How is the Makana Citizens Front different? Unlike a conventional party, we have local accountability. Candidates sign a code of conduct that gives the residents the right of recall. If 100 voters in a ward sign a well-motivated petition to remove their councillor, the Makana Citizens Front’s management committee will convene a disciplinary hearing and councillors who do not survive a fair process will be obliged to resign. Not with 22 000 signatures — 100 will do it. A solid case is needed, otherwise an opposing movement could maliciously attempt to remove a councillor.

The code of conduct allows Makana Citizens Front councillors considerable autonomy, only binding them to agree on votes that are essential to the running of the municipality, such as the budget.

The Makana Citizens Front has an overarching manifesto that covers all of Makana, but each councillor is encouraged to have their own positions on matters local to their ward.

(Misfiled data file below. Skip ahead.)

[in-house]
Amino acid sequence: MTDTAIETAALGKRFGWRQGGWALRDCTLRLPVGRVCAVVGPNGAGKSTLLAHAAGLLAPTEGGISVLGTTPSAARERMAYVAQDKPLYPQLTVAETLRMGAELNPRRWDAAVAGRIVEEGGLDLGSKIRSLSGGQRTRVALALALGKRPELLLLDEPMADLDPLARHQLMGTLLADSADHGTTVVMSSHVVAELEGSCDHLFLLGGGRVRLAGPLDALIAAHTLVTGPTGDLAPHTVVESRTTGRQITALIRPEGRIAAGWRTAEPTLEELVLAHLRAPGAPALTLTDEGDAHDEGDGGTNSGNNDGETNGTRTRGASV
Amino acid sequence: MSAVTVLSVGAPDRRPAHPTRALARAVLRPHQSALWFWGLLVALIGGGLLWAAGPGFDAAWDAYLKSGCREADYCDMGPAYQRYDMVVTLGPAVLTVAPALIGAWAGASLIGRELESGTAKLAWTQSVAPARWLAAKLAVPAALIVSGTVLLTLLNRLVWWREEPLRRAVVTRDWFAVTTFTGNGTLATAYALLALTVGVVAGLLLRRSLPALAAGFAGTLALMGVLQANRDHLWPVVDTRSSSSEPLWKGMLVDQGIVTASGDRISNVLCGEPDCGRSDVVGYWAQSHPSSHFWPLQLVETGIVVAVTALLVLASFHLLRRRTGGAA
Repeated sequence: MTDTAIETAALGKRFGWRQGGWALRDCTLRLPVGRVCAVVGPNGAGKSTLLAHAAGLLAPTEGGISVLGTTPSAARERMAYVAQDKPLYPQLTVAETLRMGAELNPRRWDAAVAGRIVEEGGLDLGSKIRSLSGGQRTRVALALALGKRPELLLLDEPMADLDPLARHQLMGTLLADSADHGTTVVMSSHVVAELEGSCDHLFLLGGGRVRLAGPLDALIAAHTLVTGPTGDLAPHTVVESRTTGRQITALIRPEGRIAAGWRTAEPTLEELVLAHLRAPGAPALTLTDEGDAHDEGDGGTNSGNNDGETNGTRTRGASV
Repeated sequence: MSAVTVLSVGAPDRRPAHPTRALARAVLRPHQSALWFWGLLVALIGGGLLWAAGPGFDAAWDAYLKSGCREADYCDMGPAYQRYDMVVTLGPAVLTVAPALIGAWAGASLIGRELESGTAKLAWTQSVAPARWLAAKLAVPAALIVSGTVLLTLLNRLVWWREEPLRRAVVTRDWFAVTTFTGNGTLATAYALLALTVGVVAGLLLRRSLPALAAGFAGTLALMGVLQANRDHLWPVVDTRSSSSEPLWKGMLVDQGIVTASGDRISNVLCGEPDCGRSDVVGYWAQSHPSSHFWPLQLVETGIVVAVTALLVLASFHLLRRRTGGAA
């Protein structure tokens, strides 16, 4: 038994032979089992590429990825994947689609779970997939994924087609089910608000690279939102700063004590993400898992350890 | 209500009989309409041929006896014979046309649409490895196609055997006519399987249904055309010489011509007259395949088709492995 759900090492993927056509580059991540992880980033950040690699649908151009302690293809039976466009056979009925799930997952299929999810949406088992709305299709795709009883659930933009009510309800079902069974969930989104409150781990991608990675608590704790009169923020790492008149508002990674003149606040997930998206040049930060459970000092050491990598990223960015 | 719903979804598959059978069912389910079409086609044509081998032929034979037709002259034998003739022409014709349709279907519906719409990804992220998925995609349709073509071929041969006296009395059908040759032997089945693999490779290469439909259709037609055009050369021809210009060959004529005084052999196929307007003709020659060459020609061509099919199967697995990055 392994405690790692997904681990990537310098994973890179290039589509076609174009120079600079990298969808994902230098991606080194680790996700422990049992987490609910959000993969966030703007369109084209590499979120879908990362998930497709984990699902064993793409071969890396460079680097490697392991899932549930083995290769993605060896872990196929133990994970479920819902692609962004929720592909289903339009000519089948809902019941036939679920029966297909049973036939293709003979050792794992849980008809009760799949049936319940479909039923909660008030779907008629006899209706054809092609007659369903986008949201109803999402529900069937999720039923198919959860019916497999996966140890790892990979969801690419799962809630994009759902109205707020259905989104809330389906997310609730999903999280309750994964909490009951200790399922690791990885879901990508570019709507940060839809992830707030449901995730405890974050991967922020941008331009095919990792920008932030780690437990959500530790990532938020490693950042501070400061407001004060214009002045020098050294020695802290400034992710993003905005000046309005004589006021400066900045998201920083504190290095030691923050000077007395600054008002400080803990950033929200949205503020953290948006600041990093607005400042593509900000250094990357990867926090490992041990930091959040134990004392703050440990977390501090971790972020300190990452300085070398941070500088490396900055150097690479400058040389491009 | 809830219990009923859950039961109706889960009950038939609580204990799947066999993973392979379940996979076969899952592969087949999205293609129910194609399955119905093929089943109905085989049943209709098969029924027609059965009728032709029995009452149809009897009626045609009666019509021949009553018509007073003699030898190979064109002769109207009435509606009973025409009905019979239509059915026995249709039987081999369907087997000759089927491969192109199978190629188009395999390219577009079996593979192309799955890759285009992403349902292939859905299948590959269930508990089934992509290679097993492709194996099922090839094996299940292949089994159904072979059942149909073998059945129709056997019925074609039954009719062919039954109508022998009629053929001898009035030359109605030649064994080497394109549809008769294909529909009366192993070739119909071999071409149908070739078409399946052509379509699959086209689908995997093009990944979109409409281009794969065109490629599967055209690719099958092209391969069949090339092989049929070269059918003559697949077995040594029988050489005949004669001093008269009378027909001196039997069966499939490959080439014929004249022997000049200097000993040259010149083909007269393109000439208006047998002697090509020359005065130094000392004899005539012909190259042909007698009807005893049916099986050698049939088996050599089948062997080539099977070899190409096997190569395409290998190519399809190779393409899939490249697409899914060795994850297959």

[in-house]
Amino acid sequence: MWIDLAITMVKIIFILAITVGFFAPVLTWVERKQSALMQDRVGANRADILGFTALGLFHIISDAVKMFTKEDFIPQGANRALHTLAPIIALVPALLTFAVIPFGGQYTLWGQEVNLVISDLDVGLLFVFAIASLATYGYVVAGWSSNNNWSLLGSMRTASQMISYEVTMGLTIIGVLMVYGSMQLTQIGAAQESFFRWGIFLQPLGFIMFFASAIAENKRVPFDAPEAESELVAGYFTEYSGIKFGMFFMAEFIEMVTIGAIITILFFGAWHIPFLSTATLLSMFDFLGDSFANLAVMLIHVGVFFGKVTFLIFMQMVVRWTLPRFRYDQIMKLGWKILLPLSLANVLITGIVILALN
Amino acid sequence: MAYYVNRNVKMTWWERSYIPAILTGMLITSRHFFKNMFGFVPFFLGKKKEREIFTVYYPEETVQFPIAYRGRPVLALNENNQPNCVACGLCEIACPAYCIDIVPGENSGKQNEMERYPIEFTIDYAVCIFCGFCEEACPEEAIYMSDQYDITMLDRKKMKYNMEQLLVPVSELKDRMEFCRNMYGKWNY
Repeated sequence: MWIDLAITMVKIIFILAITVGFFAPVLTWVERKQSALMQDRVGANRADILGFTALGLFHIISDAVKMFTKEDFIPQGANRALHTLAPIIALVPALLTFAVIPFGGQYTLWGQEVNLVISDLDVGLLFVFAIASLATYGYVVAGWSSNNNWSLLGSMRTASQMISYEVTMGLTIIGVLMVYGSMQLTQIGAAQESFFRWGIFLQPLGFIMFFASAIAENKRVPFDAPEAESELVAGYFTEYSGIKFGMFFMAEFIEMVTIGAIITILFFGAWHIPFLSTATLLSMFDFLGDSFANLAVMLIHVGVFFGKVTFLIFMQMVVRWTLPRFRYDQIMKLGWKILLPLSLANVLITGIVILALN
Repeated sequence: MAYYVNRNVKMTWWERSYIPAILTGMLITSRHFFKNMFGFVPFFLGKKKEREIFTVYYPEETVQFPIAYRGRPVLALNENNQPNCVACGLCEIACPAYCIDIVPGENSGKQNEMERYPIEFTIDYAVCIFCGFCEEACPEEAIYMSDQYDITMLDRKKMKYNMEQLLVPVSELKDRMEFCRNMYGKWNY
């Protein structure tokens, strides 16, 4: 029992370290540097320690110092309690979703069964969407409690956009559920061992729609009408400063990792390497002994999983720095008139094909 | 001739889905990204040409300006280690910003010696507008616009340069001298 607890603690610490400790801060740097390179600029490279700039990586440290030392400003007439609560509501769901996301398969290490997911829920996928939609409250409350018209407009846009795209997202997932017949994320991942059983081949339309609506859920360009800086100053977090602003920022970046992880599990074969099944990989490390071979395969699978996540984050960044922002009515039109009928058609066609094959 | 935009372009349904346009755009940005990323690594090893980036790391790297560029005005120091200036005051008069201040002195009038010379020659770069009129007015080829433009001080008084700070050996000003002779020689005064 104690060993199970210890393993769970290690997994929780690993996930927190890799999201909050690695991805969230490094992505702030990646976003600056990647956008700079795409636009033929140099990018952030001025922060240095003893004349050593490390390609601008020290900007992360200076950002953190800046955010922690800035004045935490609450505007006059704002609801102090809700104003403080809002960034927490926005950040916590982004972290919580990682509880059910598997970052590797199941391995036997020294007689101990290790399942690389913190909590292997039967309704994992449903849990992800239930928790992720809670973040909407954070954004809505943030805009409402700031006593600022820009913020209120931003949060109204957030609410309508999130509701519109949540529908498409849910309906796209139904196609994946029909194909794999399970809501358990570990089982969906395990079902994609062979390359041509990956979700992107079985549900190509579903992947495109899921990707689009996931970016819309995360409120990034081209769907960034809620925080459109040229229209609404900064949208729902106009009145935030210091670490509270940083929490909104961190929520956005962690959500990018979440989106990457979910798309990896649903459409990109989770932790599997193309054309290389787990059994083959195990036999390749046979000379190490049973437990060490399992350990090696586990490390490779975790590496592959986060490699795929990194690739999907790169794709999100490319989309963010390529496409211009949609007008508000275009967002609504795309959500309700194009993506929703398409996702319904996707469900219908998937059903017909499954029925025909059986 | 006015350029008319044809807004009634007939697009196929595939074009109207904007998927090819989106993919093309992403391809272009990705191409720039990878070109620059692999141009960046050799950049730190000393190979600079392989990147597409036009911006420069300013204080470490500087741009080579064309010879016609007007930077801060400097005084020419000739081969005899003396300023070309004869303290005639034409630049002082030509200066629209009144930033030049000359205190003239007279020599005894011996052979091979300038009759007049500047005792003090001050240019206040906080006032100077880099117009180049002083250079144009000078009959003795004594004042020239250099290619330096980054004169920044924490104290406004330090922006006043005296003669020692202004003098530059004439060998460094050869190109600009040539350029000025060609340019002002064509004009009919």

Another key difference from other movements is the model of autonomous allies. The Unemployed People’s Movement, though a key movement behind the Makana Citizens Front’s founding, is not formally part of it and remains free to call the movement to order. This is in contrast to the kind of tight alliance that exists between the ANC and labour federation Cosatu. 

Such tight alliances result in allies losing their autonomy and their focus on their own core goals. An example outside South Africa is how the Australian Labor Party and the British Labour Party have increasingly turned against the interests of their allied unions.

The Makana Citizens Front aims to capture the best of a party — the ability to enforce discipline where an elected representative does not perform ­— and independent councillors — the right to act autonomously in the best interests of their ward.

The aim is to bring democracy much closer to the people.